The recent release of research findings on China’s aid to Africa by AidData has naturally generated loads of heat in the continuing saga of China-Africa. In chief, the fidelity of the statistics presented and the attendant ‘media-based approach to date collection’ method have stoked the embers of this new round of debate on Sino-Africa relations.
For perceptive watchers, this latest ‘event’ is nothing but another episode in attempts to explicate the whys and wherefores of China-Africa rapprochement. Away from the disputations touched off by AidData, the whole question of paucity of information on China’s development assistance to Africa remains a grey area. Foregrounding the AidData report is literature review touching on the why Chinese officials are hesitant to bare all in matters aid. Names such as Deborah Brautigam, Martin Davies, Sven Grim, Dambisa Moyo and Chris Alden to name but a few, pop up in this introductory salvo providing the raison d’être for the research and its controversial findings.
My point of departure is that away from the statistical, theoretical and methodological disputations, some of the factors impelling China to give full disclosure a wide berth are readily discernible in Africa. The AidData report says thus: “Chinese officials have argued that publishing country-level data will draw attention to which countries are the largest recipients and result in pressure from other governments for more aid”. The rivalry between Nigeria and South Africa, even though not exactly donor-aid-specific, illustrates this conundrum.
Only last month, Nigeria’s foremost business journal, Business Day led with the headline: “Nigeria’s role in unlocking Africa’s growth potential”. Citing Jim O’Neil, Chairman of Goldman Sachs and progenitor of BRIC (Brazil, Russia, India and China) before South Africa joined in 2010 to make it BRICS, the centerpiece of the article is a subtle vouching for Nigeria’s prowess on the continent. Drawing on O’Neil’s comments while on a Nigeria circuit, the piece made the case for a new geopolitical bloc (N-11) in which Nigeria would play a pivotal role while at the same time wistfully expressing optimism that one day, “…Nigeria (would be) invited to sit at the same table with BRICS.” The article, also posits a future where a ‘BRICA’ (Africa at the end) would be in place rather than ‘BRICS’.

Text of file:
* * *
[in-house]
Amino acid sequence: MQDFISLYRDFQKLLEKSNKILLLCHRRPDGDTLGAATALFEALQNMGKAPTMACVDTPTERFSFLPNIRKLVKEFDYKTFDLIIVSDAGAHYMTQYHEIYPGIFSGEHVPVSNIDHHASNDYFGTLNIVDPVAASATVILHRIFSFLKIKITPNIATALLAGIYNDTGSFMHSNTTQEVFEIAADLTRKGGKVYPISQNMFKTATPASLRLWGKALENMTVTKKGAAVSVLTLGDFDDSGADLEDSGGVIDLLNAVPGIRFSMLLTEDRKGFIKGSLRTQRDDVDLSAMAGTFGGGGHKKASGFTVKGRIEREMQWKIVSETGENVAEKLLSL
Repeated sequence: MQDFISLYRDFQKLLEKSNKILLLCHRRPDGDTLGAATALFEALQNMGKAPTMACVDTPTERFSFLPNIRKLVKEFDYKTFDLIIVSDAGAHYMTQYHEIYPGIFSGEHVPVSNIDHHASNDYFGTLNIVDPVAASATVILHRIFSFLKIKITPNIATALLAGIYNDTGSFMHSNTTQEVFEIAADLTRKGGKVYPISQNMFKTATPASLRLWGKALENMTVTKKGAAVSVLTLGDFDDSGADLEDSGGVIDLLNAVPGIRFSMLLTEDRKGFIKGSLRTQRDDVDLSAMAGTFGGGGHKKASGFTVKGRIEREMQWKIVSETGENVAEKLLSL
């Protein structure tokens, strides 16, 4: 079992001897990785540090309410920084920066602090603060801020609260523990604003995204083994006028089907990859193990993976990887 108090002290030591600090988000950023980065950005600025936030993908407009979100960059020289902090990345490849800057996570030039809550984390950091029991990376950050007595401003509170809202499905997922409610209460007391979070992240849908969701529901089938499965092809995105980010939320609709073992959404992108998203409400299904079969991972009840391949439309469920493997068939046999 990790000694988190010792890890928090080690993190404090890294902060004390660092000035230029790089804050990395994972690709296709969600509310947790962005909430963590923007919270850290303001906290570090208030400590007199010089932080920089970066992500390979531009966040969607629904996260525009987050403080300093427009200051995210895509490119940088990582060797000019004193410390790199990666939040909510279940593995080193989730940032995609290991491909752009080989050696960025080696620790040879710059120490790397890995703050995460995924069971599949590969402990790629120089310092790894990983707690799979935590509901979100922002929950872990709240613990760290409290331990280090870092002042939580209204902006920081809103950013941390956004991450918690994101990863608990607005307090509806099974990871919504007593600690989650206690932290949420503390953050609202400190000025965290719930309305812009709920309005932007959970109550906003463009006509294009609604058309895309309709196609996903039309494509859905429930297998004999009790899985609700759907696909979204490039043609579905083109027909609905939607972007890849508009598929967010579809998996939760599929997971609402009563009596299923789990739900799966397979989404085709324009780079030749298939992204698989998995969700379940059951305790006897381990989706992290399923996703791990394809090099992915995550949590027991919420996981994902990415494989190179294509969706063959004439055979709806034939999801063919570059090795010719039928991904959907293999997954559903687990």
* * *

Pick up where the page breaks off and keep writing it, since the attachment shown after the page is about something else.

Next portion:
It can be recalled that it is China that invited South Africa into the BRICS, ostensibly to represent not just herself but the greater Africa as well. However, there is a pervading feeling that South Africa would benefit more from inclusion in this elite emerging nations’ club than other countries. To that extent therefore, China’s invite would be seen to be favoring South Africa vis a vis other African countries but particularly Nigeria, a claimant to superiority on the continent – never mind benchmarks dictating BRICS membership! This example may seem removed from direct Chinese donor funding rivalries, but the underlying intra Africa tensions in competing for donor funding and indeed foreign direct investments are on the same fault lines.